They have taken from the citizens without shame for years and now they are afraid that people will find out and demand for them to be brought to book. So what you do naturally is to try and keep the gravy train going and you try to shut people up.

BM:  Do you think the church in Zimbabwe and church leaders are doing enough to hold government accountable?
EM: Each person makes a decision on what role they are going to play and I think the risk is different. Some leaders have weighed the risk and thought it’s too much, because they don’t want to lose what they have and they felt they didn’t want to politicize their roles. But when you look at the bible you can see, man of God got involved with the way nations were run.
They would go and challenge the Kings, and challenge the rulers of the day when things went wrong.
And for pastors some are afraid of character assassination, because as a pastor that’s where your value is. And we have seen it before where a pastor who speaks out ends up with a scandal being exposed, and it’s a tactic that the system uses.

BM: What’s your assessment of social media movements, are they the way to go for this generation?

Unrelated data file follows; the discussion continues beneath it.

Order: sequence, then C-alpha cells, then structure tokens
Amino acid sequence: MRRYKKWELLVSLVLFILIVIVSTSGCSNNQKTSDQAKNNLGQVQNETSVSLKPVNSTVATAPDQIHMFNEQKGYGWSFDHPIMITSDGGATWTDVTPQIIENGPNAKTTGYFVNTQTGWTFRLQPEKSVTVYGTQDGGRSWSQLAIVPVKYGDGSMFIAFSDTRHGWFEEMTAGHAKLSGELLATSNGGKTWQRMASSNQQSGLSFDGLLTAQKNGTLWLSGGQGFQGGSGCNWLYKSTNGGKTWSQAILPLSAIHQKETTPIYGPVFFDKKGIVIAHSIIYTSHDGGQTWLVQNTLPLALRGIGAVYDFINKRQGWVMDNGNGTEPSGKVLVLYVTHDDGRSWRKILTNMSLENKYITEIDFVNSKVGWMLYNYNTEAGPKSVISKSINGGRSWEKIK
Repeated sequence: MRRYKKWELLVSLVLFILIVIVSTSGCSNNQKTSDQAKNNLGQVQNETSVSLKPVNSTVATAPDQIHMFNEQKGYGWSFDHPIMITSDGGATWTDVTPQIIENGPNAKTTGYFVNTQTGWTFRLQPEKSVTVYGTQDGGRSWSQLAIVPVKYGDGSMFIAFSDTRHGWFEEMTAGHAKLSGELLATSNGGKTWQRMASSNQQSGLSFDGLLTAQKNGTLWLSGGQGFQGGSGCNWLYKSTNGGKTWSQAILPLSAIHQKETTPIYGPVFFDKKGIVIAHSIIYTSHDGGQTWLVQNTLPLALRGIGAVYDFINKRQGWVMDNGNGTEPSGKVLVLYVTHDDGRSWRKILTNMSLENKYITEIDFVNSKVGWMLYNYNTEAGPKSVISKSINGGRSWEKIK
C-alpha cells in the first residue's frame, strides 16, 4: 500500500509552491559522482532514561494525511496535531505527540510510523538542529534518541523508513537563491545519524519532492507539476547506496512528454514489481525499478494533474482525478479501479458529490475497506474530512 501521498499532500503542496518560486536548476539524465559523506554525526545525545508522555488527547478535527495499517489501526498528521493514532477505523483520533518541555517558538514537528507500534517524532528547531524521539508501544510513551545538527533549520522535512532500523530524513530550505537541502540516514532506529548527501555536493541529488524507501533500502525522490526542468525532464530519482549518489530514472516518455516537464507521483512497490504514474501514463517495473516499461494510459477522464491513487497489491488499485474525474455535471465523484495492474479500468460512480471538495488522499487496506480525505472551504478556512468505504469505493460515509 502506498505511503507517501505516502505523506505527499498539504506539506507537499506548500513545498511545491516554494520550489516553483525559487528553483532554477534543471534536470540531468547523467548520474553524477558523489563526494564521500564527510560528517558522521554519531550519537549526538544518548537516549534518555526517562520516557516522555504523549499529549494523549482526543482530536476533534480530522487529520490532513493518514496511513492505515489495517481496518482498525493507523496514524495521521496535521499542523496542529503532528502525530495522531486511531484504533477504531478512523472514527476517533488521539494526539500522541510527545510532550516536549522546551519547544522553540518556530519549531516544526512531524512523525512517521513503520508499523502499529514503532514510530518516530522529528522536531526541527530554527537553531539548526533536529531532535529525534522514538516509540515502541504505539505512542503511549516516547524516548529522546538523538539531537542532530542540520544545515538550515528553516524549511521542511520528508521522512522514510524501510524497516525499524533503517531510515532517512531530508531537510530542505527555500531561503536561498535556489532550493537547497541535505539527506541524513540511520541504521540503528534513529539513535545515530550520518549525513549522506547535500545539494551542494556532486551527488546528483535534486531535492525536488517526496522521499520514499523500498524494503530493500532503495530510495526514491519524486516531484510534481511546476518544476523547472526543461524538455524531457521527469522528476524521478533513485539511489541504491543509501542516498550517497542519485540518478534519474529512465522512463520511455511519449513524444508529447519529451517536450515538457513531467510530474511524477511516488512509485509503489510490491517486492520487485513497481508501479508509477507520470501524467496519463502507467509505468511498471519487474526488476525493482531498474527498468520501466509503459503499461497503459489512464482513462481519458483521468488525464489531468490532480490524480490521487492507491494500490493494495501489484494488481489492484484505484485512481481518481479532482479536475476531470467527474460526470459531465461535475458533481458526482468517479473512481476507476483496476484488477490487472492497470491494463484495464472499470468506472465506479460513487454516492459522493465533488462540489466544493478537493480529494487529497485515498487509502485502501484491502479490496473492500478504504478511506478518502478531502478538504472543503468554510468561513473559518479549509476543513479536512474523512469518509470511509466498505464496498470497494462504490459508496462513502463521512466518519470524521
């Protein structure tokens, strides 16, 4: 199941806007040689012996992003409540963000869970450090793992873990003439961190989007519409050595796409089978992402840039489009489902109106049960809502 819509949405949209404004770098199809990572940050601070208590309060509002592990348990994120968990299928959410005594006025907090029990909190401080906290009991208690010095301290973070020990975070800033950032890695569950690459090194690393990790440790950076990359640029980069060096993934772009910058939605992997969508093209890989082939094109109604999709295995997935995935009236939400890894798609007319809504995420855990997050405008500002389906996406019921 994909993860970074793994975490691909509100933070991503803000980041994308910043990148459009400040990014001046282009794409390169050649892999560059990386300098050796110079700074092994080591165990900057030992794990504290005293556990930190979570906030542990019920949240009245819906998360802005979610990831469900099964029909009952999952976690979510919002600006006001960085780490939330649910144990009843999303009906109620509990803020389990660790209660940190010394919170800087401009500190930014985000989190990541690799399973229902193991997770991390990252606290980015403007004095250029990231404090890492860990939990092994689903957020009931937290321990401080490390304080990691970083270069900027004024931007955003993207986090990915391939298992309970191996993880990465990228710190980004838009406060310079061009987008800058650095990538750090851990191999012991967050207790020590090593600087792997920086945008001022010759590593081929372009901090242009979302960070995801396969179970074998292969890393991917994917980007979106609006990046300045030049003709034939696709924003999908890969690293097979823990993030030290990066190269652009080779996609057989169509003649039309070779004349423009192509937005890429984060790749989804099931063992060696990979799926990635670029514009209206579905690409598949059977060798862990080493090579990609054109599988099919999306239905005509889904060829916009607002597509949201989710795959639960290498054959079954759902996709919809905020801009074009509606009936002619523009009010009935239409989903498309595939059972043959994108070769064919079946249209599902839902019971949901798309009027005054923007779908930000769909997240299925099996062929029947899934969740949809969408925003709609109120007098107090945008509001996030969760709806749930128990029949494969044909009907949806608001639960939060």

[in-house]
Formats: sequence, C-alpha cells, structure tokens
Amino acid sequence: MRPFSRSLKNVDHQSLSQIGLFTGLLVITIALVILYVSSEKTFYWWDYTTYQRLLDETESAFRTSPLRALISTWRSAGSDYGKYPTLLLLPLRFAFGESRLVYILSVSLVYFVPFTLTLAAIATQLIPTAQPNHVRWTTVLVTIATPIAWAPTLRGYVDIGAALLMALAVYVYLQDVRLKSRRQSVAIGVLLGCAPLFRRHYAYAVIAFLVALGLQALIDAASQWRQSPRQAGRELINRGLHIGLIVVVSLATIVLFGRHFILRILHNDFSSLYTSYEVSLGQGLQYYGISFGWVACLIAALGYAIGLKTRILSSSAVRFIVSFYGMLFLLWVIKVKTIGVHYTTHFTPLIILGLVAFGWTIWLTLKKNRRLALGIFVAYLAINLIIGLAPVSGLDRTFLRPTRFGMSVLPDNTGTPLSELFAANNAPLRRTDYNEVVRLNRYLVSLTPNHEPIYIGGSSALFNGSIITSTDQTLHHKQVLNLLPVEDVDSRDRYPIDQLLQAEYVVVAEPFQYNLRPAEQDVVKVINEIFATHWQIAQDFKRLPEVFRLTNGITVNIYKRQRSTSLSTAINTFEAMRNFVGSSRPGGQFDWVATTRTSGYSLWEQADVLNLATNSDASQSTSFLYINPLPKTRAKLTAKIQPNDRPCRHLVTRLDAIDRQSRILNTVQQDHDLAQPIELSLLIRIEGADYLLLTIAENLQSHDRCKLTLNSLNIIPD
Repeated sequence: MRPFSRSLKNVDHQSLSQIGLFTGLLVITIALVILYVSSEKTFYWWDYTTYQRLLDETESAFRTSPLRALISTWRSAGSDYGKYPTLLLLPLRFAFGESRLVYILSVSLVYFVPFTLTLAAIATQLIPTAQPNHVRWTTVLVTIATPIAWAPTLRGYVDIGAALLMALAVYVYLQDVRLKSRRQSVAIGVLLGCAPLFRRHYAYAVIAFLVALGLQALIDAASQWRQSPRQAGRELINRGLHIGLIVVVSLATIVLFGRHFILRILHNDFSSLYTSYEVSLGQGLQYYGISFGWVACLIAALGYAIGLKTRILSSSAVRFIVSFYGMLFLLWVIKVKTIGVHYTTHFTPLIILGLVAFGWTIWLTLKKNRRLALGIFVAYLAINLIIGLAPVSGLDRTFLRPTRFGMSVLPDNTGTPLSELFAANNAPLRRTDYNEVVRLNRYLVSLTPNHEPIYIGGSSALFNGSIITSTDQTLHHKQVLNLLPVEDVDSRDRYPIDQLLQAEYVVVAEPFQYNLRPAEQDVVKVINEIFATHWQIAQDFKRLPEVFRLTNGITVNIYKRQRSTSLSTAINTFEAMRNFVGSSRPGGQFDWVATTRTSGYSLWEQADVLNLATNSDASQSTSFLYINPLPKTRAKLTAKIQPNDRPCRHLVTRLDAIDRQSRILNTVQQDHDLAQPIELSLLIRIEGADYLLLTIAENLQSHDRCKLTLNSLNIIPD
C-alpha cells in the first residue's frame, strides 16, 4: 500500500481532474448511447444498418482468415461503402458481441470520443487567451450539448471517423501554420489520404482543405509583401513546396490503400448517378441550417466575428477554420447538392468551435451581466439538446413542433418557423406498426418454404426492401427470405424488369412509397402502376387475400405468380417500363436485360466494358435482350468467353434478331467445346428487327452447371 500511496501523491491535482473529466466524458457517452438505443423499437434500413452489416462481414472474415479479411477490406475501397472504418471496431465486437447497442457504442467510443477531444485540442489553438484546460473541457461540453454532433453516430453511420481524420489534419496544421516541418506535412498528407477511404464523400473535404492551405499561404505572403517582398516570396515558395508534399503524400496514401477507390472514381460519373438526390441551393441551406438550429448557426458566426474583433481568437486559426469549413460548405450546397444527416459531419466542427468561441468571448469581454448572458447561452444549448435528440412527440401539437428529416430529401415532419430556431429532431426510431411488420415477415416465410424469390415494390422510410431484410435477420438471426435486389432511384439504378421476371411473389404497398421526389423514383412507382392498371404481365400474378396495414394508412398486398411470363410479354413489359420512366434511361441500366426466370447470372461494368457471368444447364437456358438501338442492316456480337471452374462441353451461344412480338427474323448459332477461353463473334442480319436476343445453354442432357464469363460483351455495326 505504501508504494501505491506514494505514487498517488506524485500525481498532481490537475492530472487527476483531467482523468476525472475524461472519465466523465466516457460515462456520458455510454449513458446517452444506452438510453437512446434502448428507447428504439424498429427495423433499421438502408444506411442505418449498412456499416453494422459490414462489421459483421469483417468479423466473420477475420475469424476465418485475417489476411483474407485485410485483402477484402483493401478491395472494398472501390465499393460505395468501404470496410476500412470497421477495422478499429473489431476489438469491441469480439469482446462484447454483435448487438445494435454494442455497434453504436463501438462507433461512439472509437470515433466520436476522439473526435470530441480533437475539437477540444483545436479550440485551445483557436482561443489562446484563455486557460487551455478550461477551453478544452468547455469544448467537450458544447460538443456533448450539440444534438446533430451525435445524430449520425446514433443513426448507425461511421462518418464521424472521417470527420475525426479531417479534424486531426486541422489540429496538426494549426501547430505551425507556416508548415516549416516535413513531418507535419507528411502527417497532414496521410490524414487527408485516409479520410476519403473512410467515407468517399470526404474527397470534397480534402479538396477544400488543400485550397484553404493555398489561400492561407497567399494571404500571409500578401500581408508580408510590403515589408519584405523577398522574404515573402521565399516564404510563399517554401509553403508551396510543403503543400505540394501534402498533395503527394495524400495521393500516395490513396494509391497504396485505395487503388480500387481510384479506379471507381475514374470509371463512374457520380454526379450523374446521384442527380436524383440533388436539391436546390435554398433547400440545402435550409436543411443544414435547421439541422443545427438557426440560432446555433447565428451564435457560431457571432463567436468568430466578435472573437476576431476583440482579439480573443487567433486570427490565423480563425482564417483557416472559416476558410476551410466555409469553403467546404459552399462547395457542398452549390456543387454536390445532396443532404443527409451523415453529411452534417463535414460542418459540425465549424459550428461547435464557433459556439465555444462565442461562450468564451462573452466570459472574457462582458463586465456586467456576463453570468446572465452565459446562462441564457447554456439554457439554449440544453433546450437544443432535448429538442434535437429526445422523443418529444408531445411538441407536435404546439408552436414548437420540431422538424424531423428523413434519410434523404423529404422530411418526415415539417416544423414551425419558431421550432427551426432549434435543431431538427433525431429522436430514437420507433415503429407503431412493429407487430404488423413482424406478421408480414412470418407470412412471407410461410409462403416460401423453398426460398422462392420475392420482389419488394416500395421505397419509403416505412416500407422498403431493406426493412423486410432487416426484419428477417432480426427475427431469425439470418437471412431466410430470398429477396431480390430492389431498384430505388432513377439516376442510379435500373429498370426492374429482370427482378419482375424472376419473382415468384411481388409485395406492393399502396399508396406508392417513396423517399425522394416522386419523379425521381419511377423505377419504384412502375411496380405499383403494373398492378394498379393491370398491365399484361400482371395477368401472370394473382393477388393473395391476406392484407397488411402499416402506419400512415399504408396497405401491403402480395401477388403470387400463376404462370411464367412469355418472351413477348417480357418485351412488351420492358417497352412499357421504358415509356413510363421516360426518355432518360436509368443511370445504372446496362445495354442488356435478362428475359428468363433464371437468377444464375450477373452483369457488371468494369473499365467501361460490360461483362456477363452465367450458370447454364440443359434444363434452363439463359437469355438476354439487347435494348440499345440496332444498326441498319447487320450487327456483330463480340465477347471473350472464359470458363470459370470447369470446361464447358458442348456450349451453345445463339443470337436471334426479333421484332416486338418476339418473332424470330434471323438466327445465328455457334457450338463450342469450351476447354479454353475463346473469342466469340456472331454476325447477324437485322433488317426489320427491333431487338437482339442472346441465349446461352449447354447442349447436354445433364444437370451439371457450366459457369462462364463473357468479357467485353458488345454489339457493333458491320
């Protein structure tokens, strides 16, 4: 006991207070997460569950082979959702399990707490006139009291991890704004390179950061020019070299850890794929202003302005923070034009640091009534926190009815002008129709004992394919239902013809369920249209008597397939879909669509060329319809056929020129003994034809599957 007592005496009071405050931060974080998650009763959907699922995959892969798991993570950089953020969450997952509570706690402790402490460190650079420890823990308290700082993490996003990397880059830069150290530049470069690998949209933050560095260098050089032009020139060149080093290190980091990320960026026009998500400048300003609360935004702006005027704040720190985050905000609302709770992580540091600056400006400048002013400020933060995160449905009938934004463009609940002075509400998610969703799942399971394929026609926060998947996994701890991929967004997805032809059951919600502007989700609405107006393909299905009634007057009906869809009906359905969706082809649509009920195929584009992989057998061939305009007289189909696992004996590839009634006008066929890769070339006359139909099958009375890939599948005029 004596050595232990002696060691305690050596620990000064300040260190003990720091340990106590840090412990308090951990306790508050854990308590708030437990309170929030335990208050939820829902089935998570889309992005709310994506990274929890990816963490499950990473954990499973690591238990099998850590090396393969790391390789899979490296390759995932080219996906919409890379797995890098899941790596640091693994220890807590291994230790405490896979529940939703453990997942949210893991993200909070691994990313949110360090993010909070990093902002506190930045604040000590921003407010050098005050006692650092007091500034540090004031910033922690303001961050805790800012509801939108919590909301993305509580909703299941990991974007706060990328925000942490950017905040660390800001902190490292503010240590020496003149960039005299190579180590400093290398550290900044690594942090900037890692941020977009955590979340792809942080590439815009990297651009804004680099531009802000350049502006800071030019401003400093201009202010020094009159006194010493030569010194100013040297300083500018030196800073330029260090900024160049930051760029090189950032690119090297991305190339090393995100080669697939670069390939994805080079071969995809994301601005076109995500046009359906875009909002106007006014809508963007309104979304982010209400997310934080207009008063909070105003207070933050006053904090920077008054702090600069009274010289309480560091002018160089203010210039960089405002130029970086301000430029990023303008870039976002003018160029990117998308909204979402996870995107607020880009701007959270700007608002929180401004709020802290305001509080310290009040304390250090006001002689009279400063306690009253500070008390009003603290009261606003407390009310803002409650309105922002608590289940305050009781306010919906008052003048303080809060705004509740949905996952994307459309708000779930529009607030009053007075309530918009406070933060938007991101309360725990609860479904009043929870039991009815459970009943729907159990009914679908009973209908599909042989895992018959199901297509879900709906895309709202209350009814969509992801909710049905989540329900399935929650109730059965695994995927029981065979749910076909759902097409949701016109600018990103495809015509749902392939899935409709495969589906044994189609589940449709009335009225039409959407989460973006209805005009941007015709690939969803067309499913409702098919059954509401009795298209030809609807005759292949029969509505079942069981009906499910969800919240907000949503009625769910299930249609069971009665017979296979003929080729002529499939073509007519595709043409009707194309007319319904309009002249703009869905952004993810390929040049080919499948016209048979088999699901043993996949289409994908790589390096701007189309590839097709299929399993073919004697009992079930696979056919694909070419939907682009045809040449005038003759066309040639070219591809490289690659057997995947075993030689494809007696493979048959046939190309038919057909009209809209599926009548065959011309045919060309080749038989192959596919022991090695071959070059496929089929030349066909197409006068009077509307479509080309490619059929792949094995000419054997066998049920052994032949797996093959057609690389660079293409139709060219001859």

EM: I think our generation finds social media as a real world for us, we communicate, we talk, we socialise, we share things we grow ideas on social media. This is why #ThisFlag has worked because citizens have been able to communicate.
It may not be the only way to go, but in this day and age you cannot rule it out as a way.

BM: If an existing political party approaches you would you join them?
EM: One of the successes of this flag is that it has been an apolitical movement, and it just said as citizens we are tired of political parties and I think personally I would like to keep it that way.

If I do decide to be in politics it’s my right. By being a citizen I have already started. I don’t think I will join any existing political parties, or join the movement to any existing political parties, part of the ethos with #ThisFlag is ‘your personal story is being joined to other stories and your struggle to many other struggles to create THE struggle of our generation.
What inspires me in doing this whole movement is thinking about the fact that, my children will ask me one day, what happened? Where were you? And what were you doing?  And part of what I am doing here is to be able to teach our children to be fearless and be bold when building your country.

BM: Any word to Zimbabweans as we wrap up?
EM: Zimbabwe is ready for the next chapter, the question is, are we ready to open that chapter, are we ready to walk into that chapter? This flag is part of getting to that door and opening it, stretch that hand and opening it. Let’s save what we can when we still have time. daily news